3-phase Smoke: Power diagram needed

greenspun.com : LUSENET : Millennium Salons : One Thread

Date: Thu, 19 Nov 1998

Hello Jeff Osanka;

Excuse the delay, please. I'm glad that you're on the Board of Commissioners for EWEB, and that you're looking seriously at the y2k problem. Since EWEB is publicly owned, I own EWEB, too - in an odd sort of way - and I can foresee that if EWEB does not handle this problem adroitly, it could face suits in the years 1999 and 2000 from a lot of people in the community for losses that our insurance will not cover.

As you and I have noted, this is a problem that will exist for any utility in the world who provides power to consumers with electric motors. Perhaps you can find other utilities who have taken these steps and, if so, perhaps you can access their information. The Northwest Public Power Association seems like it might be a resource you could use. In any case, I hope there is little delay, as I can imagine that the parts needed may become difficult to buy, if we all need them at once and we wait till there are only a few months left to stimulate the scale of manufacture that might be called for.

Here's a description of the problem I spoke to you about - it is a problem that anyone with electric motors (especially 3-phase) faces. As we discussed, this does seem to be the province of EWEB. What I would like to see as a final product is a diagram (preferrably on the WEB, so that others can use it) that an average commercial electrician can use that will:

1) list parts needed, with specs
2) have the wiring diagram as it comes out of the main panel and shunts affected equipment off to the side where it can be monitored
3) re-routes equipment back into the main panel
4) appropriately handles the vagaries of 3-phase power coming back on line
5) has instructions for proper handling of 3-phase and single phase electric equipment in the case of both black outs and brown outs.

It would be great if EWEB could make the basic parts available in a kit form, purchased by EWEB at cost, and sold for costs to all EWEB customers directly. This eliminates the need for the Electrician to put a mark-up on the basic parts set, and keeps the cost as low as possible for the business or home owner.

My job as an electric motor user would then be to buy the parts, hire the electrician, and arrange for my own best practices should a brown out occur.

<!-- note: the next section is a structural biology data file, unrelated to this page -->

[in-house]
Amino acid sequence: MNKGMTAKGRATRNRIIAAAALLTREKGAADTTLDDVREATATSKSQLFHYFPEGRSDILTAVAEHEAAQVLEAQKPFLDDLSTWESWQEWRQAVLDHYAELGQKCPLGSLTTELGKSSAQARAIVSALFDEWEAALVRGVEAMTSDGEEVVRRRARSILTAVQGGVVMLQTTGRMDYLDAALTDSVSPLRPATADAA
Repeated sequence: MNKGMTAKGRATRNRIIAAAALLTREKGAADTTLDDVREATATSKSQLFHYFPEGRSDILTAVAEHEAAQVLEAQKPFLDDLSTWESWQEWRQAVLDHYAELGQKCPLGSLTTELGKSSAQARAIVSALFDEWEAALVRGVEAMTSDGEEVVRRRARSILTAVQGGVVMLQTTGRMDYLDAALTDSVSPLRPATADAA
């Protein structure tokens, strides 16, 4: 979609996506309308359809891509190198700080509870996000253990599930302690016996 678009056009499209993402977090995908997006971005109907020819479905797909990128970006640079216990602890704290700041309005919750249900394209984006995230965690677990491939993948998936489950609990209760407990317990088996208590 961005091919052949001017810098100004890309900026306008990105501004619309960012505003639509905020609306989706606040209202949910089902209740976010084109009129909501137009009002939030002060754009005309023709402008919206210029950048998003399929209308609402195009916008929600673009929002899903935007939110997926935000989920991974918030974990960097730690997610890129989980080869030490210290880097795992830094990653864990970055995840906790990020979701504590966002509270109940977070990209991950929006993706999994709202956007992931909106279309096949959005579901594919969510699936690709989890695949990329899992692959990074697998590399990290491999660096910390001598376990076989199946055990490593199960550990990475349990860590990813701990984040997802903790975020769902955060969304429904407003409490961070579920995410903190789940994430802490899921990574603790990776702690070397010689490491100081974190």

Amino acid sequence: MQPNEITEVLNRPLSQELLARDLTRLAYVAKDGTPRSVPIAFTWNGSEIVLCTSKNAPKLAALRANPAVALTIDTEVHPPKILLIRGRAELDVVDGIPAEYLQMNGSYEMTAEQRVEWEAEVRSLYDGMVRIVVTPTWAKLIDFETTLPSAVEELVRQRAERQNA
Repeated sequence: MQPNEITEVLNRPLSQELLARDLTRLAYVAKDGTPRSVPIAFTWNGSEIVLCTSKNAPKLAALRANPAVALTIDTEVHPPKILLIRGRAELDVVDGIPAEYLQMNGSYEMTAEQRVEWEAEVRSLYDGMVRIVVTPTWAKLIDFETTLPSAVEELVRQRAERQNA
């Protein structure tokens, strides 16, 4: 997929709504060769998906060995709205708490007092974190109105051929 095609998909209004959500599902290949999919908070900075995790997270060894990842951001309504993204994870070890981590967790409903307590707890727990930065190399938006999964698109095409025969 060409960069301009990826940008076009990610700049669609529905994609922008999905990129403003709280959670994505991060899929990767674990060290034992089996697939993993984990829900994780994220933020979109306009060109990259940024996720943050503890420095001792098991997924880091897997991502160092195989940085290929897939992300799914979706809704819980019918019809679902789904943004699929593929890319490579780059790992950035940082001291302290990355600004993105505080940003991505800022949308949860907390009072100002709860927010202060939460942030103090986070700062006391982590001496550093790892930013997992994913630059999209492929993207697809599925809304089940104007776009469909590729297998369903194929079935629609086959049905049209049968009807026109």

The problem:

I have a small grocery in downtown Eugene. I run 7 compressors and numerous electric motors in the refrigeration of my store. My equipment is used, and I cannot afford new equipment.

Compressor motors must be turned off within minutes of getting low-power or they will burn up, and they cost thousands of dollars apiece. The food in the freezers and refrigerators must be protected. I need an electrical device (simple switch?) system that registers when below nominal (low-voltage, "brown" power) is going to my 7 large compressors. This switch will either trigger a bell in the store, putting my staff into a "shut down" mode that will soon involve perishable goods protection, or be tied to our alarm system, and trigger a phone call after hours. I have to do some re-wiring at the panel (or be prepared to do it) in order to handle longer-term outages well.

I maintain my equipment well, but brownouts from EWEB will age it more quickly, and I won't be able to recover costs or losses, since my insurance is not going to handle this. I can assume that all power problems at some point will be disallowed without hiring an attorney to prove that the losses of power were not Year 2000 related.

I do not anticipate that as an option, and imagine that - should I need to recover money somewhere, since I have many, many thousands of dollars in refrigeration equipment - I would have no recourse but to seek damages through EWEB. This would be self-destructive, since I'd only end up with an increase in my rates, but it would spread $30,000+ in costs that would bankrupt me out over the EWEB owners, instead, and might be a required step of recourse to seek if I were forced to consider bankruptcy. As an owner-user of EWEB, I see this potential exists throughout our community, and so I urge your Board to address this aggressively and without delay, with the goal of serving your customers proactively and well.


Thank you for your time and consideration. I'd appreciate your feedback, and further education on anything I've either misunderstood or not taken fully into account.


Cynthia Beal

-- cynthia (cabeal@efn.org), November 20, 1998

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